I never thought I would describe a Martin Scorsese film as terrible, but The Wolf of Wall Street, his fifth collaboration with Leonardo DiCaprio, is just that.
A young married stockbroker on Wall Street, Jordan Belfort’s outlook changes after a meeting with his boss, Mark Hanna.
Hanna encourages him to partake in excessive sex and cocaine use to succeed as a stockbroker - advice Belfort soon follows.
When the market collapses Belfort goes it alone; he forms a brokerage firm, Stratton Oakmont Inc, and enlists his crooked friends, then scores of others, to swindle the public.
The film is self referential, with DiCaprio often breaking the fourth wall to gleefully tell us about his exploits.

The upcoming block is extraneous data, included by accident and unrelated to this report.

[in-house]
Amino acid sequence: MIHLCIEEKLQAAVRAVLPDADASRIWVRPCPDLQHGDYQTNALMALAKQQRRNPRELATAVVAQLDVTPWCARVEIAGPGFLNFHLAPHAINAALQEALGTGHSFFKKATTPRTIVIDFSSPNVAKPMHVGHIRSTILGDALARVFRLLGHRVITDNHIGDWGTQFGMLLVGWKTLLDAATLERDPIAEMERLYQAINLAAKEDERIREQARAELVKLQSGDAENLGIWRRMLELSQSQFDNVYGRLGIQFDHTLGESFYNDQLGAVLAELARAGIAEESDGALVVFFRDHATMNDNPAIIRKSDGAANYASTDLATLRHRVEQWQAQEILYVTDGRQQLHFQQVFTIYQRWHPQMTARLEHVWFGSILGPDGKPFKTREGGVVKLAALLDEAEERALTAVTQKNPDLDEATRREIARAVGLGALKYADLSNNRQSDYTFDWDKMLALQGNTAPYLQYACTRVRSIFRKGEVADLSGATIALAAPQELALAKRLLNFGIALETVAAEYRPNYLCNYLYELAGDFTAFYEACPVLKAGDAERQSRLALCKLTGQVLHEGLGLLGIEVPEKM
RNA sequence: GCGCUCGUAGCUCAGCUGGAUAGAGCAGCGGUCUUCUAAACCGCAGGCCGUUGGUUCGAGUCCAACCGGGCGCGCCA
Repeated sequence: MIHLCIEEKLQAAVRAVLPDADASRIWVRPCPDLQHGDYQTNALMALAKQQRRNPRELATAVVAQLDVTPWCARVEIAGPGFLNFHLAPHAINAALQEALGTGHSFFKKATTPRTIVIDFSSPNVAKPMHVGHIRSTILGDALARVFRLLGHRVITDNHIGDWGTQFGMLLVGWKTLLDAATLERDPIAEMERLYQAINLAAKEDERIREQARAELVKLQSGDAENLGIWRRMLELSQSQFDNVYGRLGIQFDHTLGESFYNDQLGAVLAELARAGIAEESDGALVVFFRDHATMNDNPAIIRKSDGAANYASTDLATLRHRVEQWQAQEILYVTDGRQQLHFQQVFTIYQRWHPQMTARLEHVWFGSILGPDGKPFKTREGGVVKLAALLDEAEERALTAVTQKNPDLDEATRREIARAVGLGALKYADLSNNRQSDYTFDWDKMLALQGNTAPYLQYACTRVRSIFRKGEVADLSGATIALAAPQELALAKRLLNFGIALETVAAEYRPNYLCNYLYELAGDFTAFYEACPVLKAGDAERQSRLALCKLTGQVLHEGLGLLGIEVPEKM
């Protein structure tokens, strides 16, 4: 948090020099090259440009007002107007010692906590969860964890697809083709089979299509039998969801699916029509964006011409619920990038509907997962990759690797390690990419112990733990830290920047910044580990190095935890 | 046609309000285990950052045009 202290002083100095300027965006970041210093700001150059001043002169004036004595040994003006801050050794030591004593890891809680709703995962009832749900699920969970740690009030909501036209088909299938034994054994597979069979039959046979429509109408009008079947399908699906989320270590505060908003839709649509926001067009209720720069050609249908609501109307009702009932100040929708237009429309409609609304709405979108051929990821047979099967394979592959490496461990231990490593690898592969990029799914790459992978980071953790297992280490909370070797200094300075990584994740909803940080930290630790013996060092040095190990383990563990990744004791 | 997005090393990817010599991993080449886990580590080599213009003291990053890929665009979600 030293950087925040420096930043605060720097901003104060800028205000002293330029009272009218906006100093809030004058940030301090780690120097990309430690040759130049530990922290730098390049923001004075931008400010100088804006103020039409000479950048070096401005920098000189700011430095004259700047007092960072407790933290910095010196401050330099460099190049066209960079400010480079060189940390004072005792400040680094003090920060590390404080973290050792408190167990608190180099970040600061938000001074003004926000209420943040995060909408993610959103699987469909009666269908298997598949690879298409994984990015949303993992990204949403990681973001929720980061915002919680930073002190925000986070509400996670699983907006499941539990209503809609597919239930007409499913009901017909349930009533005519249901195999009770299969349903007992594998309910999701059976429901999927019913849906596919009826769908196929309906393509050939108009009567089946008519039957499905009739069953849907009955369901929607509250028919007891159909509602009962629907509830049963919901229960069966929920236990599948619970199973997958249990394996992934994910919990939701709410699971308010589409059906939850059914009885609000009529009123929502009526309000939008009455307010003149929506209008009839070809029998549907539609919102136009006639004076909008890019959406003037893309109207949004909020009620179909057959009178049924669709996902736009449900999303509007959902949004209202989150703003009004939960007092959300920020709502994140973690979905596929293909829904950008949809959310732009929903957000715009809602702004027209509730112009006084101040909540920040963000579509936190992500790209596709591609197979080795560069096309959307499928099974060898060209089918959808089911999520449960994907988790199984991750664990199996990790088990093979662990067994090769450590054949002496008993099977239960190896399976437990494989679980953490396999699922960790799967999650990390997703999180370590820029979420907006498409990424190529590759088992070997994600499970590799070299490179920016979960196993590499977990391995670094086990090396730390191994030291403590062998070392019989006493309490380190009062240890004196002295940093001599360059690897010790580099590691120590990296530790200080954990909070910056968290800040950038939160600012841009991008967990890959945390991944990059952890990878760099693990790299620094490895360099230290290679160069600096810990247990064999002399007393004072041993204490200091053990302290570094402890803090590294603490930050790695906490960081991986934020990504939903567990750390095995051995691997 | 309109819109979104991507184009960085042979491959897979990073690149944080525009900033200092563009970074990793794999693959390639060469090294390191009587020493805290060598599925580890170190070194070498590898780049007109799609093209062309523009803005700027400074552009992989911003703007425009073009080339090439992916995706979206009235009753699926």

It doesn’t really deal with the pitfalls of the financial world and is instead mostly a farcical drug comedy which celebrates excess. Across three hours, this was increasingly monotonous.
For the ten minutes he’s on screen, the charismatic Mark Hanna, played by Matthew McConaughey, is the most interesting character in the film. What a shame there was nothing else to enjoy.
The Wolf of Wall Street should serve as a reminder that a great director and cast will not always result in a great film.